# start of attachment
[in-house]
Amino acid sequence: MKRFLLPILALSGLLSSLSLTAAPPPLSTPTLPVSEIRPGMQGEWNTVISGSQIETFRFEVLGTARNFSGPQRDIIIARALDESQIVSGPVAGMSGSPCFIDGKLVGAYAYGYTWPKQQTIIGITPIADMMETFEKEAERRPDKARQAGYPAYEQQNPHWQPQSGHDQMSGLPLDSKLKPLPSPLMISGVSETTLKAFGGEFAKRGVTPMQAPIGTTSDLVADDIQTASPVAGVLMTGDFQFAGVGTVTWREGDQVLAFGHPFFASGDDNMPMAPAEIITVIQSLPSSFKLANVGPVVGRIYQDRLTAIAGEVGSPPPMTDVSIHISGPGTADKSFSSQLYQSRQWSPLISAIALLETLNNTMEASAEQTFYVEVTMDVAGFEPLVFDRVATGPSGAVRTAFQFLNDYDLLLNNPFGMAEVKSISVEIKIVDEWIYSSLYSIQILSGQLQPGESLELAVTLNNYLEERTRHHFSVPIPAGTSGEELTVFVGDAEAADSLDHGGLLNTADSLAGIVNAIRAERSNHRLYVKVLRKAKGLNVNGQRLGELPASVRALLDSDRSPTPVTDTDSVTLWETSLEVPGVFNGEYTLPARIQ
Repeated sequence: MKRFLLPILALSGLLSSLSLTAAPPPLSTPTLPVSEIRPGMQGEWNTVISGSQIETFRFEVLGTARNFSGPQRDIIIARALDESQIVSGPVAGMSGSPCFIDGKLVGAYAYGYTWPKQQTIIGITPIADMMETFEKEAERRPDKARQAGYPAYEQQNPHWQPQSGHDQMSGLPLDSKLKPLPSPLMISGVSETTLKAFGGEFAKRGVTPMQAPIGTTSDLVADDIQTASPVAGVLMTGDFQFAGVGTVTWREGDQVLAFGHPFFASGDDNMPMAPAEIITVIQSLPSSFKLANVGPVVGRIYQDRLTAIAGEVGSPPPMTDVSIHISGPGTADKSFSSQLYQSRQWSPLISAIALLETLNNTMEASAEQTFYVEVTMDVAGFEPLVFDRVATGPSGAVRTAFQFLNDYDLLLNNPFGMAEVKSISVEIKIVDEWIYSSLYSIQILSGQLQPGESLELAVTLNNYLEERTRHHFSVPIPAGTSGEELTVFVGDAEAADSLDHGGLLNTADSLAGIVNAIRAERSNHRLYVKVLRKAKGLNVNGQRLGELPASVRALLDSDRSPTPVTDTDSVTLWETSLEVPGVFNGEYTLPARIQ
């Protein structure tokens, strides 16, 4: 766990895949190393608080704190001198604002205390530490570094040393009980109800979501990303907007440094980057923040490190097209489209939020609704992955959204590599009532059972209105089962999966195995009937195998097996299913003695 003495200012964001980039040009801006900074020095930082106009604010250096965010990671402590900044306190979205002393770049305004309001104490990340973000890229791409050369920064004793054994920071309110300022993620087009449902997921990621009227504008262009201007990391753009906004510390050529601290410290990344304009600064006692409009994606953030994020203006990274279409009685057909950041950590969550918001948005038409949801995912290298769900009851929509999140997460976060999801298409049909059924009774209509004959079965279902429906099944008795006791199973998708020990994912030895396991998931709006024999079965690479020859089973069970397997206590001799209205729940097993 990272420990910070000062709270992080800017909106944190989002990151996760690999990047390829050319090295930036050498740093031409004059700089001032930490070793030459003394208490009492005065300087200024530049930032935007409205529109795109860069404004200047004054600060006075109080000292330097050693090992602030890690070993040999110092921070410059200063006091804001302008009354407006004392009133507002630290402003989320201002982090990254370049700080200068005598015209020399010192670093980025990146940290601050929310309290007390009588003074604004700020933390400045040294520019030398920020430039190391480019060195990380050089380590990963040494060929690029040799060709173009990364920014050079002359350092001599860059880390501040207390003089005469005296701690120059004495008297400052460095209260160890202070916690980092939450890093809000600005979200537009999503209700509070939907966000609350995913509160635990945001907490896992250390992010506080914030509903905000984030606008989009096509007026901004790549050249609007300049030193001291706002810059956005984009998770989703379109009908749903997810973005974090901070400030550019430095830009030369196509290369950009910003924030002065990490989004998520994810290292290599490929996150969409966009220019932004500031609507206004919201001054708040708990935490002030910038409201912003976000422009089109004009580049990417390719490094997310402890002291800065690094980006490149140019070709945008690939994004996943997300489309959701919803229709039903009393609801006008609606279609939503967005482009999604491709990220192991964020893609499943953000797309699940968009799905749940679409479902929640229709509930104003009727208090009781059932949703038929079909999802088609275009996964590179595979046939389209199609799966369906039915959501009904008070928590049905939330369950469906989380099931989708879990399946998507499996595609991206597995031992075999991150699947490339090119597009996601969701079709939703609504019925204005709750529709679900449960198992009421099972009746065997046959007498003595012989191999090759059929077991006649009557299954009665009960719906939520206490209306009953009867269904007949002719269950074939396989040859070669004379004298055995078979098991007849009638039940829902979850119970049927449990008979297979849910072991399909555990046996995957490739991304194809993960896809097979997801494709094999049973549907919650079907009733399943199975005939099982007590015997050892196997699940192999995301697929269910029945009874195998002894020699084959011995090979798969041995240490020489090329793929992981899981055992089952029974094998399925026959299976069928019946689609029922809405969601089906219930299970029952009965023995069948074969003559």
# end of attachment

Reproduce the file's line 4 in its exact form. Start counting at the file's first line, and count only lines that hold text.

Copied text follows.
């Protein structure tokens, strides 16, 4: 766990895949190393608080704190001198604002205390530490570094040393009980109800979501990303907007440094980057923040490190097209489209939020609704992955959204590599009532059972209105089962999966195995009937195998097996299913003695 003495200012964001980039040009801006900074020095930082106009604010250096965010990671402590900044306190979205002393770049305004309001104490990340973000890229791409050369920064004793054994920071309110300022993620087009449902997921990621009227504008262009201007990391753009906004510390050529601290410290990344304009600064006692409009994606953030994020203006990274279409009685057909950041950590969550918001948005038409949801995912290298769900009851929509999140997460976060999801298409049909059924009774209509004959079965279902429906099944008795006791199973998708020990994912030895396991998931709006024999079965690479020859089973069970397997206590001799209205729940097993 990272420990910070000062709270992080800017909106944190989002990151996760690999990047390829050319090295930036050498740093031409004059700089001032930490070793030459003394208490009492005065300087200024530049930032935007409205529109795109860069404004200047004054600060006075109080000292330097050693090992602030890690070993040999110092921070410059200063006091804001302008009354407006004392009133507002630290402003989320201002982090990254370049700080200068005598015209020399010192670093980025990146940290601050929310309290007390009588003074604004700020933390400045040294520019030398920020430039190391480019060195990380050089380590990963040494060929690029040799060709173009990364920014050079002359350092001599860059880390501040207390003089005469005296701690120059004495008297400052460095209260160890202070916690980092939450890093809000600005979200537009999503209700509070939907966000609350995913509160635990945001907490896992250390992010506080914030509903905000984030606008989009096509007026901004790549050249609007300049030193001291706002810059956005984009998770989703379109009908749903997810973005974090901070400030550019430095830009030369196509290369950009910003924030002065990490989004998520994810290292290599490929996150969409966009220019932004500031609507206004919201001054708040708990935490002030910038409201912003976000422009089109004009580049990417390719490094997310402890002291800065690094980006490149140019070709945008690939994004996943997300489309959701919803229709039903009393609801006008609606279609939503967005482009999604491709990220192991964020893609499943953000797309699940968009799905749940679409479902929640229709509930104003009727208090009781059932949703038929079909999802088609275009996964590179595979046939389209199609799966369906039915959501009904008070928590049905939330369950469906989380099931989708879990399946998507499996595609991206597995031992075999991150699947490339090119597009996601969701079709939703609504019925204005709750529709679900449960198992009421099972009746065997046959007498003595012989191999090759059929077991006649009557299954009665009960719906939520206490209306009953009867269904007949002719269950074939396989040859070669004379004298055995078979098991007849009638039940829902979850119970049927449990008979297979849910072991399909555990046996995957490739991304194809993960896809097979997801494709094999049973549907919650079907009733399943199975005939099982007590015997050892196997699940192999995301697929269910029945009874195998002894020699084959011995090979798969041995240490020489090329793929992981899981055992089952029974094998399925026959299976069928019946689609029922809405969601089906219930299970029952009965023995069948074969003559």